Distribution functions are nothing but the probability density functions used to describe the probability with which a particular particle can occupy a particular energy level. When we speak of Fermi-Dirac distribution function, we are particularly interested in knowing the chance by which we can find a fermion in a particular energy state of an atom (more information on this can be found in the article “Atomic Energy States”). Here, by fermions, we mean the electrons of an atom which are the particles with ½ spin, bound to Pauli exclusion principle.
Necessity of Fermi Dirac Distribution Function
In fields like electronics, one particular factor which is of prime importance is the conductivity of materials. This characteristic of the material is brought about the number of electrons which are free within the material to conduct electricity.
As per energy band theory (refer to the article “Energy Bands in Crystals” for more information), these are the number of electrons which constitute the conduction band of the material considered. Thus inorder to have an idea over the conduction mechanism, it is necessary to know the concentration of the carriers in the conduction band.
Fermi Dirac Distribution Expression
Mathematically the probability of finding an electron in the energy state E at the temperature T is expressed as
is the Boltzmann constant
T is the absolute temperature
Ef is the Fermi level or the Fermi energy
Now, let us try to understand the meaning of Fermi level. In order to accomplish this, put
in equation (1). By doing so, we get,
This means the Fermi level is the level at which one can expect the electron to be present exactly 50% of the time.
Fermi Level in Semiconductors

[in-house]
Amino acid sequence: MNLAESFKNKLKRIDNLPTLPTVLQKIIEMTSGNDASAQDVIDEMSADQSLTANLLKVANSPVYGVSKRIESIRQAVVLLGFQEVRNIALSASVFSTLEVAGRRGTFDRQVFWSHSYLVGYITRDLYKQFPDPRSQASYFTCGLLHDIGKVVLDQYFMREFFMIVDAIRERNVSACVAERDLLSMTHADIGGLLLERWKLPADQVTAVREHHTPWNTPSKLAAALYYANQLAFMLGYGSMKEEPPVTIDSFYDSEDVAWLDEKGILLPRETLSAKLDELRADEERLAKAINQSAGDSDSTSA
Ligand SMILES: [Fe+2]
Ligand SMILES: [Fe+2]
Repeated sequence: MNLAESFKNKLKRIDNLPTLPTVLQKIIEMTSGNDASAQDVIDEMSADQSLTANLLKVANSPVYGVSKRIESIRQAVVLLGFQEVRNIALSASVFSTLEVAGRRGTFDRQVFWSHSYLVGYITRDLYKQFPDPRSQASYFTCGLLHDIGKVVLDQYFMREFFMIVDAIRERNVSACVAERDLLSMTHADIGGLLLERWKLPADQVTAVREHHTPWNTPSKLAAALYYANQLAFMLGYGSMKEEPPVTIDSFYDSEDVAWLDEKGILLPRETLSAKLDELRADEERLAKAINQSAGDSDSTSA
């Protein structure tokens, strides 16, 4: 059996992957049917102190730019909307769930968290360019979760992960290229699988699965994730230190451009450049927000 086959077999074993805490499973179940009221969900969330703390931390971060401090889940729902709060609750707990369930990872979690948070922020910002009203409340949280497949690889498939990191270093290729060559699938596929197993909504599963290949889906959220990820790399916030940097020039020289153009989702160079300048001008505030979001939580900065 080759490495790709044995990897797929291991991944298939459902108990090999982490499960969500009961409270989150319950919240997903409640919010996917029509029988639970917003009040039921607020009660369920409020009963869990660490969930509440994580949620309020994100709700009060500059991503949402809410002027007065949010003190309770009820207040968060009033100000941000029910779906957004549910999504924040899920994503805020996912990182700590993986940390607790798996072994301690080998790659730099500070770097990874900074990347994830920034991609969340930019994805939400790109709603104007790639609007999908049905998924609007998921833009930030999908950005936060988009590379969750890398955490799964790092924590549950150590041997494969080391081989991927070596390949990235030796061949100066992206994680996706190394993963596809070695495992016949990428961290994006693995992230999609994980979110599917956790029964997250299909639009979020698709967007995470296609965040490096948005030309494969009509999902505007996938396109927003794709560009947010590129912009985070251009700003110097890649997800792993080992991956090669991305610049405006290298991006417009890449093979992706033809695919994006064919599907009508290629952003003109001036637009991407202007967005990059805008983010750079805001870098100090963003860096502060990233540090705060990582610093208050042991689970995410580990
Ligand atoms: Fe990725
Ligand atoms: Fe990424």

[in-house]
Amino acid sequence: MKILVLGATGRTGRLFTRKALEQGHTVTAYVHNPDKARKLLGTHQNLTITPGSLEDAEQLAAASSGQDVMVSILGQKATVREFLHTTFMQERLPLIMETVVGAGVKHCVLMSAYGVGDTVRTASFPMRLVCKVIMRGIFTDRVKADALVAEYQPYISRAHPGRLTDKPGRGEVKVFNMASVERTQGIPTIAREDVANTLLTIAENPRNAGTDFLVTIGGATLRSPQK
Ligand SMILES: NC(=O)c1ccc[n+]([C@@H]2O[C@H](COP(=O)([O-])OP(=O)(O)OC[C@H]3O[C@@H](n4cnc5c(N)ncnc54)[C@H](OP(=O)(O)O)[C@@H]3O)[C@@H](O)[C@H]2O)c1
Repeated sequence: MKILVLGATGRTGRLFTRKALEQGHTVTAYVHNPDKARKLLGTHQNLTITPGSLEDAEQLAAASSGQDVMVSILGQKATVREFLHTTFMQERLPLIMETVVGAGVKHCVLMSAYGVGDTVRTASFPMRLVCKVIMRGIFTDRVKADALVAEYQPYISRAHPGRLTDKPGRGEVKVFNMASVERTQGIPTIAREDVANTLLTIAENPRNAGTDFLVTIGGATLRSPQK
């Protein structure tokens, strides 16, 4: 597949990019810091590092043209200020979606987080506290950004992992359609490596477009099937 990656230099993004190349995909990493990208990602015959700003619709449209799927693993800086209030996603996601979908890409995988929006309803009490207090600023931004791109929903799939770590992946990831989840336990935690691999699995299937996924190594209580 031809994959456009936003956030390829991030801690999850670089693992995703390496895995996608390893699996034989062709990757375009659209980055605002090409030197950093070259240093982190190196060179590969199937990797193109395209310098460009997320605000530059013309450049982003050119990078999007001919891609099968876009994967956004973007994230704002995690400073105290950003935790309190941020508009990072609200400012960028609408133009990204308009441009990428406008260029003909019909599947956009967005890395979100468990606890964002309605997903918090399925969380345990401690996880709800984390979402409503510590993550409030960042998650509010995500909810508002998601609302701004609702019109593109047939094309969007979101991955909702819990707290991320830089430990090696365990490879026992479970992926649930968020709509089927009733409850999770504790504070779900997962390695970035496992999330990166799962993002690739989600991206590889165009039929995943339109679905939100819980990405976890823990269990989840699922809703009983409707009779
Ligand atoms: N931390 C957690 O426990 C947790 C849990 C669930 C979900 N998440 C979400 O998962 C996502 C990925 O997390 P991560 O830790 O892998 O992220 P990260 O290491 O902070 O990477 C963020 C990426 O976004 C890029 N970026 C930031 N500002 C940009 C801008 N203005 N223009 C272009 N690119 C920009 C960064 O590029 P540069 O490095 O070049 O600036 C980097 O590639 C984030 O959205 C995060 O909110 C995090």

Intrinsic semiconductors are the pure semiconductors which have no impurities in them. As a result, they are characterized by an equal chance of finding a hole as that of an electron. This inturn implies that they have the Fermi-level exactly in between the conduction and the valence bands as shown by Figure 1a.
Next, consider the case of an n-type semiconductor. Here, one can expect more number of electrons to be present in comparison to the holes. This means that there is a greater chance of finding an electron near to the conduction band than that of finding a hole in the valence band. Thus, these materials have their Fermi-level located nearer to conduction band as shown by Figure 1b.
Following on the same grounds, one can expect the Fermi-level in the case of p-type semiconductors to be present near the valence band (Figure 1c). This is because, these materials lack electrons i.e. they have more number of holes which makes the probability of finding a hole in the valence band more in comparison to that of finding an electron in the conduction band.
Effect of temperature on Fermi-Dirac Distribution Function
At T = 0 K, the electrons will have low energy and thus occupy lower energy states. The highest energy state among these occupied states is referred to as Fermi-level. This inturn means that no energy states which lie above the Fermi-level are occupied by electrons. Thus we have a step function defining the Fermi-Dirac distribution function as shown by the black curve in Figure 2.
However as the temperature increases, the electrons gain more and more energy due to which they can even rise to the conduction band. Thus at higher temperatures, one cannot clearly distinguish between the occupied and the unoccupied states as indicated by the blue and the red curves shown in Figure 2.